After a month-long holiday vacation in Sarasota, Feld Entertainment’s Ringling Bros. and Barnum & Bailey Circus traditionally makes its first stop of the year in Miami.
On Monday, the company, which also produces Disney on Ice and other family arena spectacles, announced its 40 touring elephants would be retired to a Florida sanctuary. This would be our last chance to see the giant pachyderms perform in the ring and so my partner, his parents and I made our way to Miami’s American Airlines Arena for “The Greatest Show on Earth.”
We don’t catch the show every year. The tickets themselves aren’t expensive, but when you add in the processing and “convenience” fees, parking, and then the $8 snow cones, $14 cotton candy, $12 ice cream and $5 bottles of soda, well, a trip to the circus becomes an expensive proposition. We aren’t even seduced by the $18 and $24 stuffed animals and flashing wands or tempted to get our faces painted for $8 or a computer-generated photograph for $15. Quite frankly, I don’t know how a family with children affords a trip to the circus.
But there we were, seated in the arena as the lights went down for “Circus Xtreme.”
Changes have been coming to the circus for decades. Ringling Bros. long ago abandoned the traveling big top, preferring to perform in urban arenas with air conditioning and sophisticated light and sound systems. The circus band ditched their spirited marches in favor of pop-infused music. The sequin-bedazzled ringmaster—we counted four costume changes—now sings as he rides around the rings in a motorized platform.
The influence of Cirque-style productions has also been growing over the years with aerialists flying through the air on bungee cords a la “Believe” from one of Cher’s many farewell tours. Later they would float in the air with billowing mermaid tails.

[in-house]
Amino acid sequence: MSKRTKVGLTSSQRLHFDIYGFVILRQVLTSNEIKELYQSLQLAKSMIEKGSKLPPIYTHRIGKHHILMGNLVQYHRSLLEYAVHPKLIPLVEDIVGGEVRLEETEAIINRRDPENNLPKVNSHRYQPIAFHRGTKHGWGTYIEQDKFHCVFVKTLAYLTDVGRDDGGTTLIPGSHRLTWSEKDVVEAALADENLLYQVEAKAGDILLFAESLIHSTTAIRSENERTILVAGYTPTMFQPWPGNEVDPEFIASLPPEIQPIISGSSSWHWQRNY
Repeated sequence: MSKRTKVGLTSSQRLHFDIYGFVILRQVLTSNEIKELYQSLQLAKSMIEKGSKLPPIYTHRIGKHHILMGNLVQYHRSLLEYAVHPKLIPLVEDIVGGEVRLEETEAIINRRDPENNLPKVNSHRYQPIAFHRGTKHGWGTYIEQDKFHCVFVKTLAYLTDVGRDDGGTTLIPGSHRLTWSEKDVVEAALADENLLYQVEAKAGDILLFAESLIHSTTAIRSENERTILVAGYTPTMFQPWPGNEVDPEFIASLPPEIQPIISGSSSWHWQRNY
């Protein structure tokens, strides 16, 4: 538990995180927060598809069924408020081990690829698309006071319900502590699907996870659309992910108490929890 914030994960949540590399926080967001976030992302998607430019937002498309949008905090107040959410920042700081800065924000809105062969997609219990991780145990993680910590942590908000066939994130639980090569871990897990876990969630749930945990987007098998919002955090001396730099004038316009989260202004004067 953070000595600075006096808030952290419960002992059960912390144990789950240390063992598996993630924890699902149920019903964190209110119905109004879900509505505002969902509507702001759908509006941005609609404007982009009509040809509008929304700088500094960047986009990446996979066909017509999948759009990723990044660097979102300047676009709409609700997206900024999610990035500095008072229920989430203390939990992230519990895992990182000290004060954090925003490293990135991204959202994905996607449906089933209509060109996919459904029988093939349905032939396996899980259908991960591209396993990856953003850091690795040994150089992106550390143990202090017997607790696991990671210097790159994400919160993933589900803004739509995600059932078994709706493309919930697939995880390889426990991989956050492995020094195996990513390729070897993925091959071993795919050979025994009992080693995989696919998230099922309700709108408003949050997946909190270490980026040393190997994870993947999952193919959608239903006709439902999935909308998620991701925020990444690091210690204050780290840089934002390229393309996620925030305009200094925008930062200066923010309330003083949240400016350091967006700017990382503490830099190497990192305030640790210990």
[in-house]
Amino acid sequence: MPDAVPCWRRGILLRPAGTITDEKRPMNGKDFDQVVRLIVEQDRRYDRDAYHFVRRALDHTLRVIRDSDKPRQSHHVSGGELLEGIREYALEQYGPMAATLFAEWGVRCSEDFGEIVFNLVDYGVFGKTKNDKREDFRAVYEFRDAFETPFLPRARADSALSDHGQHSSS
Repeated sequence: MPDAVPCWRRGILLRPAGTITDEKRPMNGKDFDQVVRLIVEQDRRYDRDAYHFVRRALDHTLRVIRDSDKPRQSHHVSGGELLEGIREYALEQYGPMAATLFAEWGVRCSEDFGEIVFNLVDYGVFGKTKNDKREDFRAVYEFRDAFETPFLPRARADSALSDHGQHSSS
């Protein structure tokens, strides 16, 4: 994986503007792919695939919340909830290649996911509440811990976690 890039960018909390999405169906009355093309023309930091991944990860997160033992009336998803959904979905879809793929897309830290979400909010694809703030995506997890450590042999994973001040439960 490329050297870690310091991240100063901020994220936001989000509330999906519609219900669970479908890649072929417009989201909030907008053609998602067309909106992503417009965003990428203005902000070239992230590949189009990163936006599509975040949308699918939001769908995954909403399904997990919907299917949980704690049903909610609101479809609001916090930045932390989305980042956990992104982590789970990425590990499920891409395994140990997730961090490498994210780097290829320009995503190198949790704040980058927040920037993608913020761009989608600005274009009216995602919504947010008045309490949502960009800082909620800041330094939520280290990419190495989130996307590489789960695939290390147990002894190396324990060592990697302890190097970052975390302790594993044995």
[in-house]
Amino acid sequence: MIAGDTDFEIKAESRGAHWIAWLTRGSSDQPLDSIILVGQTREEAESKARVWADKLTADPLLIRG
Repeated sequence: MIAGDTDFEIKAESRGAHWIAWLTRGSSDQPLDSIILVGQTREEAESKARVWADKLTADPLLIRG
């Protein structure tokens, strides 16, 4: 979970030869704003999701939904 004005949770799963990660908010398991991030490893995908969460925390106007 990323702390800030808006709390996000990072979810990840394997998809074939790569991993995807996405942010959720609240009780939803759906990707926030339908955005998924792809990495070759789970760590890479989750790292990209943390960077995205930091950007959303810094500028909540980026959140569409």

The Mongolian acrobats, a staple of Cirque du Soleil, make an appearance, too.
Several traditional circus acts have survived, including the Danguir Troupe, walking the tightrope 35 feet above the arena floor; Gemma Kirby, the human cannonball; and, of course, the clowns.
The animal acts included a tightly choreographed pack of two-humped camels, trotting around the ring with beautiful Asian riders performing handstands and tricks on their backs, and the ferocious white tigers who seemed more like giant pussycats under the command of trainer Tabavara Maluenda.
Finally, the elephants arrived! Perhaps in response to the animal rights activists who follow the circus train from city to city—yes, the circus still travels by train—the elephant act focused on messages of education and conservation, justifying their lives in captivity and participation in the spectacle.
I’m not sure if they aren’t better off living within the circus. We hear about poachers everyday and their natural habitat continues to disappear as Asia industrializes. I do know they seemed to respond to the audience as they sat and rolled over and knocked giant beach balls around the arena with their trunks. And I’m glad we got to see them one last time.
So how will the circus survive without elephants? In keeping with the show theme, “Circus Xtreme,” producers have turned to extreme sports—daring BMX riders jumping and flipping around the arena on steel ramps and champion trampoline artists bouncing on an off of a large scaffolding, all accentuated with dazzling lighting and pyrotechnics.
Oh, and I can’t forget the trained poodles. They’re definitely not exotic like elephants, but they brought the loudest applause for their antics.
The elephants may be relegated to history soon, but the circus will go on from town to town, bringing smiles to “ladies, gentlemen, children of all ages” for many years to come.
The Ringling Bros. and Barnum & Bailey Circus presents “Circus Xtreme” at the American Airlines Arena, 601 Biscayne Blvd. in Miami, through Monday, Jan. 18. Tickets start at $10 at Ticketmaster.com.